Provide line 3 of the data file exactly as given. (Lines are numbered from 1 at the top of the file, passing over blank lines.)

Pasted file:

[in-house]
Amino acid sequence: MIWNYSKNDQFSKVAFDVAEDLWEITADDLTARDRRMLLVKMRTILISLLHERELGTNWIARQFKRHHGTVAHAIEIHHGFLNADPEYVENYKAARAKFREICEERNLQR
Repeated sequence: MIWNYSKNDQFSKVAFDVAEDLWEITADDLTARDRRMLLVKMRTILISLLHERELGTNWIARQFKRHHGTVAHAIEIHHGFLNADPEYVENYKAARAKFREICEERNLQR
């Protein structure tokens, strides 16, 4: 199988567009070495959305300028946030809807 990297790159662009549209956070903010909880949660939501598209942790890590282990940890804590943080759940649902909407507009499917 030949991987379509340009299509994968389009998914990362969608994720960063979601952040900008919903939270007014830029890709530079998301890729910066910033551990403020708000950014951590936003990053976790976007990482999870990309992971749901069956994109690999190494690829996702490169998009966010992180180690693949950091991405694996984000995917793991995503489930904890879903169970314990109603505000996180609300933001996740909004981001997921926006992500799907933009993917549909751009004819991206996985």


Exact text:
Repeated sequence: MIWNYSKNDQFSKVAFDVAEDLWEITADDLTARDRRMLLVKMRTILISLLHERELGTNWIARQFKRHHGTVAHAIEIHHGFLNADPEYVENYKAARAKFREICEERNLQR